BOSTON — The former captain of a New Bedford fishing boat owned by Carlos Rafael, a/k/a “The Codfather,” was sentenced today in federal court in Boston for interfering with a U.S Coast Guard (USCG) inspection of a fishing boat off the Massachusetts coast.

Thomas D. Simpson, 57, of South Portland, Maine, was sentenced in U.S. District Court to two years of probation, with the first four months to be served in home confinement with electronic monitoring, and ordered to pay a $15,000 fine. In August 2018, Simpson pleaded guilty to one count of destruction or removal of property subject to seizure and inspection.

Simpson was the captain of the fishing vessel Bulldog, a New Bedford based commercial fishing vessel and one of several fishing vessels owned by Carlos Rafael. On Sept. 25, 2017, Rafael, often referred to as “The Codfather,” was sentenced in federal court in Boston to 46 months in federal prison on a variety of charges related to the operation of his commercial fishing business.

On May 31, 2014, the Bulldog was engaged in commercial fishing off the cost of Massachusetts when the U.S. Coast Guard (USCG) boarded the vessel to perform a routine inspection of the Bulldog and its fishing equipment. At the time of the boarding, the Bulldog’s net was deployed in the water and the crew was actively fishing. The USCG Boarding Officer encountered Simpson in the Bulldog’s wheelhouse and instructed Simpson to haul in the fishing net for inspection. The fishing net is controlled from the wheelhouse by an electric winch, which Simpson activated, but instead of hauling the fishing net onto the vessel, he let out more of the cable which attaches the net to the vessel. When the USCG Boarding Officer realized that Simpson was letting the net out, he instructed Simpson to stop and to haul the net in. Simpson ignored the order and continued to let out cable until the net became detached from the Bulldog and sank.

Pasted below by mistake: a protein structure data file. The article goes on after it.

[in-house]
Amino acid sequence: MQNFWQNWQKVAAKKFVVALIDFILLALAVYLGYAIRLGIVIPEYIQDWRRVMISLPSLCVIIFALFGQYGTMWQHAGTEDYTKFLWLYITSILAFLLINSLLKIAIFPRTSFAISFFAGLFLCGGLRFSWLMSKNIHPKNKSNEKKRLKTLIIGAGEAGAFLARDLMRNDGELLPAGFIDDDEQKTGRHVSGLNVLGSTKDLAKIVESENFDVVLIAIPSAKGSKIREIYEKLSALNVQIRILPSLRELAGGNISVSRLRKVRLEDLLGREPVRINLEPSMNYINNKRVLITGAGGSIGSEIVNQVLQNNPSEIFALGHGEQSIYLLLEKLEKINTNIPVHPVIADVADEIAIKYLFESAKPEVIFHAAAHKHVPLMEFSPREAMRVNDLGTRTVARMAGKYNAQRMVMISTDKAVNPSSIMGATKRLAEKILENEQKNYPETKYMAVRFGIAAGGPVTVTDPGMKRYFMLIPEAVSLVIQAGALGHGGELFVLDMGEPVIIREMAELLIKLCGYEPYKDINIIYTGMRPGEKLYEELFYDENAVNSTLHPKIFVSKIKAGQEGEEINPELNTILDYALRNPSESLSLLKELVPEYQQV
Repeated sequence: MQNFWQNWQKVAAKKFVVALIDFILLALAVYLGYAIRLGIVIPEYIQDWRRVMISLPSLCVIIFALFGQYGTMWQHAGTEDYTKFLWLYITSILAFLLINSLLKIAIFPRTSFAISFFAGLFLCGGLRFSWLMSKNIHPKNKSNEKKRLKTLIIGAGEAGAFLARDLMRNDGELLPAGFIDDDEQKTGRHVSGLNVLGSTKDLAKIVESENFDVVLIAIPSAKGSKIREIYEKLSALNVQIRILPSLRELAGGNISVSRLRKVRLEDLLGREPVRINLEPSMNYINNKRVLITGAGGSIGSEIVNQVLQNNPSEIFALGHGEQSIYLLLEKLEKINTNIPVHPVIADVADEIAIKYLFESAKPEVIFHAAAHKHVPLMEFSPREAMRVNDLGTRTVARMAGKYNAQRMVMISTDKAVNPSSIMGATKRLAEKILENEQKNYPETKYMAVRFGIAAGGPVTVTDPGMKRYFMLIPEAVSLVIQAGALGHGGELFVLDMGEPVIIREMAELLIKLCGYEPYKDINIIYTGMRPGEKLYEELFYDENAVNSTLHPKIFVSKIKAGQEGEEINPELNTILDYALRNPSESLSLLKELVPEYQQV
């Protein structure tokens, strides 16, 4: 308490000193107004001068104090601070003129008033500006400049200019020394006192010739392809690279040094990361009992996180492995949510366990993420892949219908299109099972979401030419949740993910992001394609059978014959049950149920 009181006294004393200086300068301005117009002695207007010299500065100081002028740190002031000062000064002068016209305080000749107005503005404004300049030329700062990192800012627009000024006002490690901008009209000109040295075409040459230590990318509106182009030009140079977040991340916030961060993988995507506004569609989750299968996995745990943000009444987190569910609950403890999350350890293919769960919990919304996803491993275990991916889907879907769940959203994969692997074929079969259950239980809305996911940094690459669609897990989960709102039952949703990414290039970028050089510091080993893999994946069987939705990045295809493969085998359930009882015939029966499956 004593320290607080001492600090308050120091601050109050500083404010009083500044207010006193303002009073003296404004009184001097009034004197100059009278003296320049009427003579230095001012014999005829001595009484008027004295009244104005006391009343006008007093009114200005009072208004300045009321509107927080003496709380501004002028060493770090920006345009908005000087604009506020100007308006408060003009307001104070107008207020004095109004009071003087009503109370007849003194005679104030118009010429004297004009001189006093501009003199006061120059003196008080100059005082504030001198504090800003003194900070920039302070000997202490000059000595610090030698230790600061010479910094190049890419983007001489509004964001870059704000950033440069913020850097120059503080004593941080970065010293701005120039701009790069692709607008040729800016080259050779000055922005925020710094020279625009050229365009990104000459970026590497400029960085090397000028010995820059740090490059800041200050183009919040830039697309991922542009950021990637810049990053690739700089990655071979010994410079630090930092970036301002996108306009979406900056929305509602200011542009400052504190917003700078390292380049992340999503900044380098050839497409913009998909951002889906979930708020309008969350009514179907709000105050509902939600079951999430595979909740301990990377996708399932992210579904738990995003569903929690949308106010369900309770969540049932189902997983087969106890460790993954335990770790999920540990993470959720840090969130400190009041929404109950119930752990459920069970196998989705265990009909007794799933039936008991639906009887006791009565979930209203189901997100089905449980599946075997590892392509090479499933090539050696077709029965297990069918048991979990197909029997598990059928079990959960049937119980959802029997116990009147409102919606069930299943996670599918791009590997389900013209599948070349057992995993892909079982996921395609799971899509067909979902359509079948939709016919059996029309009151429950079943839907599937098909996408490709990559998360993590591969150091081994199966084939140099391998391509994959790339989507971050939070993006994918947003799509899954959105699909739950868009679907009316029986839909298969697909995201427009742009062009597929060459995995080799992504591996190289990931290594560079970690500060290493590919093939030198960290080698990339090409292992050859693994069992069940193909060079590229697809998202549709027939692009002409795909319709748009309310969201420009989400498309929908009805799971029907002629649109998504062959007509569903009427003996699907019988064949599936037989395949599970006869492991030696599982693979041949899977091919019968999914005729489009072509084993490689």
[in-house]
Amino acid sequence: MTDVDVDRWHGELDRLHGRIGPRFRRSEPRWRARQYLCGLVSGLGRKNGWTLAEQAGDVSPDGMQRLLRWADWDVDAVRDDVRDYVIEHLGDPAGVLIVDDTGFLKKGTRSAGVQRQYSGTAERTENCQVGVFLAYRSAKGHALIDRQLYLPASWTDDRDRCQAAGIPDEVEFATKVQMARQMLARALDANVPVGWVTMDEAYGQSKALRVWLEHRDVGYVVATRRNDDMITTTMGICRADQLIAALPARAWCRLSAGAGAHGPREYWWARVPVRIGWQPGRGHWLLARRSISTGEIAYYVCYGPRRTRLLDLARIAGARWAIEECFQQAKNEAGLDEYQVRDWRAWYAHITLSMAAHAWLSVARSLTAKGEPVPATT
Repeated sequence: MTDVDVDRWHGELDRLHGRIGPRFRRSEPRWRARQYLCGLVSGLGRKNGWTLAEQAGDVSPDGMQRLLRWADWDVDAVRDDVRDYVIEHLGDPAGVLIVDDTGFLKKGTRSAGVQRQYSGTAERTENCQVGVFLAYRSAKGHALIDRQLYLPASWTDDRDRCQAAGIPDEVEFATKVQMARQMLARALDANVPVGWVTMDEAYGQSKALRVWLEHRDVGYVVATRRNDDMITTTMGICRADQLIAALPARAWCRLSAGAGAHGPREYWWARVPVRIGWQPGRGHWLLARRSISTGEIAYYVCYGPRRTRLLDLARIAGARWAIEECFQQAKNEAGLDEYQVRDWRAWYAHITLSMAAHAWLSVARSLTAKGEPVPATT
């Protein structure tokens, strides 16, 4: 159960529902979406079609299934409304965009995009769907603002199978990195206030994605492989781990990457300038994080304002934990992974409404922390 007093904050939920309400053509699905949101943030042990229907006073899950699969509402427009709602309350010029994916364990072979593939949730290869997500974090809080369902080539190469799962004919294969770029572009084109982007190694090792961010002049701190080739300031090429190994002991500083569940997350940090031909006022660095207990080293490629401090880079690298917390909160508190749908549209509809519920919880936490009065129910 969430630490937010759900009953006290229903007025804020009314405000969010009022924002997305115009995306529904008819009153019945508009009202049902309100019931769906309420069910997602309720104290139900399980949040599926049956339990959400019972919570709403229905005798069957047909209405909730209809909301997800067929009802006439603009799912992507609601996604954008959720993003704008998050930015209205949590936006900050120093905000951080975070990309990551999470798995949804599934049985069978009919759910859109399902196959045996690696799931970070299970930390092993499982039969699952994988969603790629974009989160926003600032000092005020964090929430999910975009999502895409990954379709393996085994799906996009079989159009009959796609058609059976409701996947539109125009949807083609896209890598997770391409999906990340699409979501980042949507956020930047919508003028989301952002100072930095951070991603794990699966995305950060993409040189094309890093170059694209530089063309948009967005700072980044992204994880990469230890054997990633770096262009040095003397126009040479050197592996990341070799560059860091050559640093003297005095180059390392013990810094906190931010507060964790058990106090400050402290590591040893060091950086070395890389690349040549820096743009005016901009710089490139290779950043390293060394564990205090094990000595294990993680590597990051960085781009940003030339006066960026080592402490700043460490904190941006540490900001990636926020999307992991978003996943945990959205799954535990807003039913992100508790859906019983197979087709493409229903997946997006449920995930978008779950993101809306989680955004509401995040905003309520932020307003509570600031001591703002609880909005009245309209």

The USCG and the National Oceanic and Atmospheric Administration (NOAA) hired a salvage company, at a cost of approximately $15,000, to retrieve the net from the ocean floor. An inspection of the net revealed that it had three distinct and separate layers of netting in violation of commercial fishing regulations. When two or more fishing nets are placed on top of each other, the size of the openings are reduced. The reduced size net openings hinder younger, smaller fish from being able to escape the net. The prohibition on double or triple lining fishing nets is intended to maintain the size and viability of the fishing stock and reduce overfishing. The use of illegal nets may result in fines and forfeiture of fishing equipment.

United State's Attorney's Office

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